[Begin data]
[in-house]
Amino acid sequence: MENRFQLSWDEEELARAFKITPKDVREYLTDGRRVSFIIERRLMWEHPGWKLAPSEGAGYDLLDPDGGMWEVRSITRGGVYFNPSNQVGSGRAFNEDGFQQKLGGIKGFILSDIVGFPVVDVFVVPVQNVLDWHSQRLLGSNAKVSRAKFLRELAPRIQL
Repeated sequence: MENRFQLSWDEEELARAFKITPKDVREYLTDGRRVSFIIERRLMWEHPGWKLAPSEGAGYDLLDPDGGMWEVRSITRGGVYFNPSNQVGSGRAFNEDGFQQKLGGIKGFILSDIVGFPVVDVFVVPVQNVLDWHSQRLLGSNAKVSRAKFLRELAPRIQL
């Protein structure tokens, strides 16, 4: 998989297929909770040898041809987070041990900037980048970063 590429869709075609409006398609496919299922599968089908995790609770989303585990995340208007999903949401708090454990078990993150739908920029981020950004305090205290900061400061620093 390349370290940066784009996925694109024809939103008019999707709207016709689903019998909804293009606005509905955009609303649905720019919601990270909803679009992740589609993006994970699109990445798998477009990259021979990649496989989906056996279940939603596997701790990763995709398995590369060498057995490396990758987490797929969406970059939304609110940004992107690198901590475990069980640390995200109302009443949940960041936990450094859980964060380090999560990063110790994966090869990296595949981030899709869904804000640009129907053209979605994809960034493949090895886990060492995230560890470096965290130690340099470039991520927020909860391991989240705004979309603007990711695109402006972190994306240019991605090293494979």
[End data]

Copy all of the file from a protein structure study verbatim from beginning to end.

[in-house]
Amino acid sequence: MENRFQLSWDEEELARAFKITPKDVREYLTDGRRVSFIIERRLMWEHPGWKLAPSEGAGYDLLDPDGGMWEVRSITRGGVYFNPSNQVGSGRAFNEDGFQQKLGGIKGFILSDIVGFPVVDVFVVPVQNVLDWHSQRLLGSNAKVSRAKFLRELAPRIQL
Repeated sequence: MENRFQLSWDEEELARAFKITPKDVREYLTDGRRVSFIIERRLMWEHPGWKLAPSEGAGYDLLDPDGGMWEVRSITRGGVYFNPSNQVGSGRAFNEDGFQQKLGGIKGFILSDIVGFPVVDVFVVPVQNVLDWHSQRLLGSNAKVSRAKFLRELAPRIQL
């Protein structure tokens, strides 16, 4: 998989297929909770040898041809987070041990900037980048970063 590429869709075609409006398609496919299922599968089908995790609770989303585990995340208007999903949401708090454990078990993150739908920029981020950004305090205290900061400061620093 390349370290940066784009996925694109024809939103008019999707709207016709689903019998909804293009606005509905955009609303649905720019919601990270909803679009992740589609993006994970699109990445798998477009990259021979990649496989989906056996279940939603596997701790990763995709398995590369060498057995490396990758987490797929969406970059939304609110940004992107690198901590475990069980640390995200109302009443949940960041936990450094859980964060380090999560990063110790994966090869990296595949981030899709869904804000640009129907053209979605994809960034493949090895886990060492995230560890470096965290130690340099470039991520927020909860391991989240705004979309603007990711695109402006972190994306240019991605090293494979």